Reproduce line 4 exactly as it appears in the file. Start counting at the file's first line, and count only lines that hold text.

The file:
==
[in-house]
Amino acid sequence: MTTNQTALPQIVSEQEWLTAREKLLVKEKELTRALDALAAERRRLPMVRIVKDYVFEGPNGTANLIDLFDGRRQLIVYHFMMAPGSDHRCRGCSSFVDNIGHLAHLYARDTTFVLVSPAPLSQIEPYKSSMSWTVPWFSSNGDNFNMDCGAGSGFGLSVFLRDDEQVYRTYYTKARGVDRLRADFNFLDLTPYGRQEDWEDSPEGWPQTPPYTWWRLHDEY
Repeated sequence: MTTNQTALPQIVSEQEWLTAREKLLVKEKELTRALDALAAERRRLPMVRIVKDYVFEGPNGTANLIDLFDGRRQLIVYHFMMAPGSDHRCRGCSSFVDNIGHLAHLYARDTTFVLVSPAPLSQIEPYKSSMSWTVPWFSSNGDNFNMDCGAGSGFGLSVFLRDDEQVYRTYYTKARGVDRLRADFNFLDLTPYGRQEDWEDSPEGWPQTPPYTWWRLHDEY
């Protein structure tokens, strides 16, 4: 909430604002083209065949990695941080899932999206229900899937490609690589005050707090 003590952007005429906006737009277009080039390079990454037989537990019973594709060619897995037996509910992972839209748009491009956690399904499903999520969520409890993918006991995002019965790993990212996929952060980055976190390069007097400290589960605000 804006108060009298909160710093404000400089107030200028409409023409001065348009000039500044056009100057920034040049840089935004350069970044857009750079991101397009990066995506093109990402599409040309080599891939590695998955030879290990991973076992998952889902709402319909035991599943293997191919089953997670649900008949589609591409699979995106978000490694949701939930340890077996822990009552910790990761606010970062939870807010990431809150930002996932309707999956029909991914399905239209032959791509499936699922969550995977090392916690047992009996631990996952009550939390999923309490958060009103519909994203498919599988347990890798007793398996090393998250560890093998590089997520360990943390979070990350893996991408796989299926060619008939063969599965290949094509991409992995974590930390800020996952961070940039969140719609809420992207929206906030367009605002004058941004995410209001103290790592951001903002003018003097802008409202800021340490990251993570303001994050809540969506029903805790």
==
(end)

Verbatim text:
């Protein structure tokens, strides 16, 4: 909430604002083209065949990695941080899932999206229900899937490609690589005050707090 003590952007005429906006737009277009080039390079990454037989537990019973594709060619897995037996509910992972839209748009491009956690399904499903999520969520409890993918006991995002019965790993990212996929952060980055976190390069007097400290589960605000 804006108060009298909160710093404000400089107030200028409409023409001065348009000039500044056009100057920034040049840089935004350069970044857009750079991101397009990066995506093109990402599409040309080599891939590695998955030879290990991973076992998952889902709402319909035991599943293997191919089953997670649900008949589609591409699979995106978000490694949701939930340890077996822990009552910790990761606010970062939870807010990431809150930002996932309707999956029909991914399905239209032959791509499936699922969550995977090392916690047992009996631990996952009550939390999923309490958060009103519909994203498919599988347990890798007793398996090393998250560890093998590089997520360990943390979070990350893996991408796989299926060619008939063969599965290949094509991409992995974590930390800020996952961070940039969140719609809420992207929206906030367009605002004058941004995410209001103290790592951001903002003018003097802008409202800021340490990251993570303001994050809540969506029903805790």